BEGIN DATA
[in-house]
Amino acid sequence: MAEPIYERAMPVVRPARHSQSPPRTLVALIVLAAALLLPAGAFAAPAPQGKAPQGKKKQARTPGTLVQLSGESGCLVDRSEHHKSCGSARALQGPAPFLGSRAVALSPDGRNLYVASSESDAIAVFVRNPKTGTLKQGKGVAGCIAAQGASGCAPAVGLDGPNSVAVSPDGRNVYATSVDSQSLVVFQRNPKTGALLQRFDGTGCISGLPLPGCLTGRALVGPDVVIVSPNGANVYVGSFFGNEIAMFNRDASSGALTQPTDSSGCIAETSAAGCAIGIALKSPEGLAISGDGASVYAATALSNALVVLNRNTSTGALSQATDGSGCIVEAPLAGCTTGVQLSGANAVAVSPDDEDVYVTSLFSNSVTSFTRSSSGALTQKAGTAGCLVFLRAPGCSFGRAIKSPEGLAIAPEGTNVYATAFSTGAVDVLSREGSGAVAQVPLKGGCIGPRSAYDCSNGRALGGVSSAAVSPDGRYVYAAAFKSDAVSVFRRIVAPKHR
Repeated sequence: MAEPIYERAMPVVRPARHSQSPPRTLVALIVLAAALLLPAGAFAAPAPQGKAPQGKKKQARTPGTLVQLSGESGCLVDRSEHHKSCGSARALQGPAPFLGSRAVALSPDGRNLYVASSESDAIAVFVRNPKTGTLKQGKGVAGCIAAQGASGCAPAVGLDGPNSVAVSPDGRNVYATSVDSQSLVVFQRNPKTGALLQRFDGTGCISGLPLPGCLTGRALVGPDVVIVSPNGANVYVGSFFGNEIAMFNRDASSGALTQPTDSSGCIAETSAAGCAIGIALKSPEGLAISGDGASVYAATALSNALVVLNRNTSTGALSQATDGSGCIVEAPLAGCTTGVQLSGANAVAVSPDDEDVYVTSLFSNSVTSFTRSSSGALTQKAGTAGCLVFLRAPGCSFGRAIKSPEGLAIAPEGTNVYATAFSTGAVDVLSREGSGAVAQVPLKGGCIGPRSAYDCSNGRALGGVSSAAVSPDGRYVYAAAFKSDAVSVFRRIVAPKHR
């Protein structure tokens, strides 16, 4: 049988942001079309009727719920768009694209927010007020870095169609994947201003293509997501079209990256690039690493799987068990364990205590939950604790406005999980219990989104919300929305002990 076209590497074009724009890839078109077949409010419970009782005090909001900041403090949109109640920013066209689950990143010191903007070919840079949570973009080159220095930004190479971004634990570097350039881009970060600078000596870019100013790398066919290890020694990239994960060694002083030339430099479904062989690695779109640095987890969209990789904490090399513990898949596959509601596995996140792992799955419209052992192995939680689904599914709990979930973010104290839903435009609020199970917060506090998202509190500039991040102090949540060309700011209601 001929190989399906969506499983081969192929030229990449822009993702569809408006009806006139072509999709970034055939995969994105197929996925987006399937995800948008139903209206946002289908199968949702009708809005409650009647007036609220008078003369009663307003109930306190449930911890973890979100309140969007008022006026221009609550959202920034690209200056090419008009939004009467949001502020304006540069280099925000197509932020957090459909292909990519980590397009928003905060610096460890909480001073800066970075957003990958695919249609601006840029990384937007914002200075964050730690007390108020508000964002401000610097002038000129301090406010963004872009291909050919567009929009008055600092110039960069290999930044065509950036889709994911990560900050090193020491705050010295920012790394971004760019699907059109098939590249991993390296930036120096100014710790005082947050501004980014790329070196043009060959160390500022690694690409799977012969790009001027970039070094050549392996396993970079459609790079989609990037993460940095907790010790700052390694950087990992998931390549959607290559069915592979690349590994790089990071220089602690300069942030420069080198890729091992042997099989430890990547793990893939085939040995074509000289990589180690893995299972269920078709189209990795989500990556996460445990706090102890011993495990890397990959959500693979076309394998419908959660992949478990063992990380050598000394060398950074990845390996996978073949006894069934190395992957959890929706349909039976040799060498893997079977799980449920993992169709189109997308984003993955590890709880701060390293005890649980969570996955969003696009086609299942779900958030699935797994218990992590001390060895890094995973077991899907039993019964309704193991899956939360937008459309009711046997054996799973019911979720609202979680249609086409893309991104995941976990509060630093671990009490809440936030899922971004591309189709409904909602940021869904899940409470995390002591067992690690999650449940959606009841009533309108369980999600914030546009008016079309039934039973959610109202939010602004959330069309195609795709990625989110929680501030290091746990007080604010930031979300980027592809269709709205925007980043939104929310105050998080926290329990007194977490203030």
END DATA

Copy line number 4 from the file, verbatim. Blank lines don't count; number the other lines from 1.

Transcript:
């Protein structure tokens, strides 16, 4: 049988942001079309009727719920768009694209927010007020870095169609994947201003293509997501079209990256690039690493799987068990364990205590939950604790406005999980219990989104919300929305002990 076209590497074009724009890839078109077949409010419970009782005090909001900041403090949109109640920013066209689950990143010191903007070919840079949570973009080159220095930004190479971004634990570097350039881009970060600078000596870019100013790398066919290890020694990239994960060694002083030339430099479904062989690695779109640095987890969209990789904490090399513990898949596959509601596995996140792992799955419209052992192995939680689904599914709990979930973010104290839903435009609020199970917060506090998202509190500039991040102090949540060309700011209601 001929190989399906969506499983081969192929030229990449822009993702569809408006009806006139072509999709970034055939995969994105197929996925987006399937995800948008139903209206946002289908199968949702009708809005409650009647007036609220008078003369009663307003109930306190449930911890973890979100309140969007008022006026221009609550959202920034690209200056090419008009939004009467949001502020304006540069280099925000197509932020957090459909292909990519980590397009928003905060610096460890909480001073800066970075957003990958695919249609601006840029990384937007914002200075964050730690007390108020508000964002401000610097002038000129301090406010963004872009291909050919567009929009008055600092110039960069290999930044065509950036889709994911990560900050090193020491705050010295920012790394971004760019699907059109098939590249991993390296930036120096100014710790005082947050501004980014790329070196043009060959160390500022690694690409799977012969790009001027970039070094050549392996396993970079459609790079989609990037993460940095907790010790700052390694950087990992998931390549959607290559069915592979690349590994790089990071220089602690300069942030420069080198890729091992042997099989430890990547793990893939085939040995074509000289990589180690893995299972269920078709189209990795989500990556996460445990706090102890011993495990890397990959959500693979076309394998419908959660992949478990063992990380050598000394060398950074990845390996996978073949006894069934190395992957959890929706349909039976040799060498893997079977799980449920993992169709189109997308984003993955590890709880701060390293005890649980969570996955969003696009086609299942779900958030699935797994218990992590001390060895890094995973077991899907039993019964309704193991899956939360937008459309009711046997054996799973019911979720609202979680249609086409893309991104995941976990509060630093671990009490809440936030899922971004591309189709409904909602940021869904899940409470995390002591067992690690999650449940959606009841009533309108369980999600914030546009008016079309039934039973959610109202939010602004959330069309195609795709990625989110929680501030290091746990007080604010930031979300980027592809269709709205925007980043939104929310105050998080926290329990007194977490203030």